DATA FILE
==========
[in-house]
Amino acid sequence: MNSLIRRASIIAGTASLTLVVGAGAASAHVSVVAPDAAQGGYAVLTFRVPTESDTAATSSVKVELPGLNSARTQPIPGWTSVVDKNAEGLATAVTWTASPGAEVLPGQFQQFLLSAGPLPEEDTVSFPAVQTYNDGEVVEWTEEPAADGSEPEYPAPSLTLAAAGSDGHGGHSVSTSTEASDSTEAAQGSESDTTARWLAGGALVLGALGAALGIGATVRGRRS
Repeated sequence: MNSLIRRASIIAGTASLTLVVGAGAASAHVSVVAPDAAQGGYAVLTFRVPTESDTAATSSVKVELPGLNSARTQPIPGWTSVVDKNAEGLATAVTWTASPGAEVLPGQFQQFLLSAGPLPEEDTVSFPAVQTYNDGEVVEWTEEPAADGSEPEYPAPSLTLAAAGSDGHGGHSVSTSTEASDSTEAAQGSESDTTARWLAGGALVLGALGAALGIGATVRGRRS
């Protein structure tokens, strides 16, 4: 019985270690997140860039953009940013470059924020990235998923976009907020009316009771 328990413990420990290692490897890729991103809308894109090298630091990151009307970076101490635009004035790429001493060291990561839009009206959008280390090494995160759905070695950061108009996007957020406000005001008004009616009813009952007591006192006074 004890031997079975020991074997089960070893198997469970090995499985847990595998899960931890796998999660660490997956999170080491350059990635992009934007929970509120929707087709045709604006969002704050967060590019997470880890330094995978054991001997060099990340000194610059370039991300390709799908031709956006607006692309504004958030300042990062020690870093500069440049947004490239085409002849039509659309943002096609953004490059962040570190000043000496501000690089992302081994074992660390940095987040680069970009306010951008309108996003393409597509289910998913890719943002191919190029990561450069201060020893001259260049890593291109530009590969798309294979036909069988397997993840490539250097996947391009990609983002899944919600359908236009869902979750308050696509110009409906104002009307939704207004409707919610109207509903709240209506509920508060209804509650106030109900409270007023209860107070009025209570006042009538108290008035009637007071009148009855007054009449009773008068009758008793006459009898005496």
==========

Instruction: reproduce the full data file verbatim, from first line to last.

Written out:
[in-house]
Amino acid sequence: MNSLIRRASIIAGTASLTLVVGAGAASAHVSVVAPDAAQGGYAVLTFRVPTESDTAATSSVKVELPGLNSARTQPIPGWTSVVDKNAEGLATAVTWTASPGAEVLPGQFQQFLLSAGPLPEEDTVSFPAVQTYNDGEVVEWTEEPAADGSEPEYPAPSLTLAAAGSDGHGGHSVSTSTEASDSTEAAQGSESDTTARWLAGGALVLGALGAALGIGATVRGRRS
Repeated sequence: MNSLIRRASIIAGTASLTLVVGAGAASAHVSVVAPDAAQGGYAVLTFRVPTESDTAATSSVKVELPGLNSARTQPIPGWTSVVDKNAEGLATAVTWTASPGAEVLPGQFQQFLLSAGPLPEEDTVSFPAVQTYNDGEVVEWTEEPAADGSEPEYPAPSLTLAAAGSDGHGGHSVSTSTEASDSTEAAQGSESDTTARWLAGGALVLGALGAALGIGATVRGRRS
């Protein structure tokens, strides 16, 4: 019985270690997140860039953009940013470059924020990235998923976009907020009316009771 328990413990420990290692490897890729991103809308894109090298630091990151009307970076101490635009004035790429001493060291990561839009009206959008280390090494995160759905070695950061108009996007957020406000005001008004009616009813009952007591006192006074 004890031997079975020991074997089960070893198997469970090995499985847990595998899960931890796998999660660490997956999170080491350059990635992009934007929970509120929707087709045709604006969002704050967060590019997470880890330094995978054991001997060099990340000194610059370039991300390709799908031709956006607006692309504004958030300042990062020690870093500069440049947004490239085409002849039509659309943002096609953004490059962040570190000043000496501000690089992302081994074992660390940095987040680069970009306010951008309108996003393409597509289910998913890719943002191919190029990561450069201060020893001259260049890593291109530009590969798309294979036909069988397997993840490539250097996947391009990609983002899944919600359908236009869902979750308050696509110009409906104002009307939704207004409707919610109207509903709240209506509920508060209804509650106030109900409270007023209860107070009025209570006042009538108290008035009637007071009148009855007054009449009773008068009758008793006459009898005496």